Thank goodness, she had prepared an extra tray of the haddock—as well as having the salmon for back up. Both dishes would be gone by the end of the night. Fish Fridays had been popular from the start, but tonight was just over the top for their projections.
Maybe Jared was right, and the time to expand had come. She stirred the chowder, and then reached in the fridge for three salads to fill the order Mandy had just posted. She set them on the counter, and glanced over her shoulder at the rice maker—just a few more minutes and she could layer the spinach over it. Reaching for a spoon, she stirred the Alfredo sauce and set out the black olives, ready to assemble her latest salmon dish.
Hmmm, almonds or sesame sticks would add a nice touch...she couldn’t wait to try the Wild Salmon Spinach Alfredo. It had just popped into her head this afternoon. Luckily she had broiled salmon on the menu tonight so she had all the makings and could assemble a small sampling.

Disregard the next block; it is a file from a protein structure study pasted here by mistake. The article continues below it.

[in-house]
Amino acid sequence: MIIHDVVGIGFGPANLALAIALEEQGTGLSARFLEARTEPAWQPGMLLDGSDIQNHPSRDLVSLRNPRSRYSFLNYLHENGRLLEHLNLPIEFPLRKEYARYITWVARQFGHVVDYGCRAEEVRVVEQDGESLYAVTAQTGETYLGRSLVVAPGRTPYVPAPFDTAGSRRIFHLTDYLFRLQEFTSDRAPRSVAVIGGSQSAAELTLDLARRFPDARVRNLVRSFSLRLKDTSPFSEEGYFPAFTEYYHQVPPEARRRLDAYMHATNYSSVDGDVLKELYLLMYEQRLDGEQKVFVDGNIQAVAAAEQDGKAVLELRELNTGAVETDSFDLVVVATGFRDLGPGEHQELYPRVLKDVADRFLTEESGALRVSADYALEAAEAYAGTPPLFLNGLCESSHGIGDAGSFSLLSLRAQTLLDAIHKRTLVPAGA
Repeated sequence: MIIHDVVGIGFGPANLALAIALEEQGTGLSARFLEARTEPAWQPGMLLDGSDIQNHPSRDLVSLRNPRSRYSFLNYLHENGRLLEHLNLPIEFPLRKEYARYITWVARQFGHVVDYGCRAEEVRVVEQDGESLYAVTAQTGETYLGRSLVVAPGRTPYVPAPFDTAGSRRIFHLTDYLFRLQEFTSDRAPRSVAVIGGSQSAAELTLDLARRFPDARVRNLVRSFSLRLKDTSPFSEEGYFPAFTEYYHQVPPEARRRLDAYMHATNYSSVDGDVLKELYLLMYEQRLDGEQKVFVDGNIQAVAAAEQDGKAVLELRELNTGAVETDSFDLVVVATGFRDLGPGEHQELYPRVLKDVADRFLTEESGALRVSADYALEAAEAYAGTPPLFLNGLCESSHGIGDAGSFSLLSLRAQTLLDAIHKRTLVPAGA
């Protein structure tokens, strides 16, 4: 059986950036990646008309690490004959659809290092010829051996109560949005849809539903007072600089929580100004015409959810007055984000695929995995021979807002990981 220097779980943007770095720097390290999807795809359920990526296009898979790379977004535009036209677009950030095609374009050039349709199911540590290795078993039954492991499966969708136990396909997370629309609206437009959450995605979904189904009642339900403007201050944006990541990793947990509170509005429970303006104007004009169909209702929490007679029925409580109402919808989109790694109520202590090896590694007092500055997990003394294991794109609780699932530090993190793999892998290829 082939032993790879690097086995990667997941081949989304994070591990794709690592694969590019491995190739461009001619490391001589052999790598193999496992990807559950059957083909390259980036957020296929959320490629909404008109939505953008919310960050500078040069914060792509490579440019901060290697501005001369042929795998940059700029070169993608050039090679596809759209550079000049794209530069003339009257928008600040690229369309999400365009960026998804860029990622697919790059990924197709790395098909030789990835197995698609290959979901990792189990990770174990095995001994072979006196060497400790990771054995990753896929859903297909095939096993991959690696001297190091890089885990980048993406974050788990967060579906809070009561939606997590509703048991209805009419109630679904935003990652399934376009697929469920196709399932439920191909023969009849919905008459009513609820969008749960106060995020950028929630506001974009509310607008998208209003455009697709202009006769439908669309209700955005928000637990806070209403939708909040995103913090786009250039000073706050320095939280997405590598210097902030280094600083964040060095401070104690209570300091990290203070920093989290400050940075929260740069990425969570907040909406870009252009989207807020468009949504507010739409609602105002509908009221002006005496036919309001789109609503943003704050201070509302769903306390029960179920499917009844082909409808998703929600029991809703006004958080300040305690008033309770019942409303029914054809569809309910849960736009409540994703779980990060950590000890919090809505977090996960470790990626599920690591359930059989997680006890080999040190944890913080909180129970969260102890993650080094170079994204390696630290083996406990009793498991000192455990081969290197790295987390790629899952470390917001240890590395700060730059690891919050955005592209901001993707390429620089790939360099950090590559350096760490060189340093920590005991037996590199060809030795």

The ringing of the bell let her know there was another new order in the system. Wow, they just kept coming.
She peeked out the kitchen window. Customers were being seated at a table. Maybe a game or another event had finished.
Mandy came into the kitchen to pick up the tray of salads.
“What’s going on tonight?” Laura asked as Mandy reached into the refrigerator for the salad dressings she needed to complete her order.
“Sounds like a baseball game just ended. Whatever it is, looks like we’ll be busy right until closing.” She walked out of the kitchen.
Trina’s voice carried in over the sounds of the crowd.
Laura set four salads onto the tray to fill the next order while she hummed along with the song. She loved this version.
How amazing God’s grace really was. Not even a year since they opened the doors to A Piece of Heaven and already they were talking about expansion.
Well, Jared was talking about expansion, probably because he would be doing the construction. But Trina, as usual, was dragging her feet. Getting that girl to commit to change was about as quick as tapping sap from a maple tree.
And Laura knew just how quick that was. After growing up in Vermont with forty maple trees to tap, she had learned patience when she was young, patience she had needed as she grew up.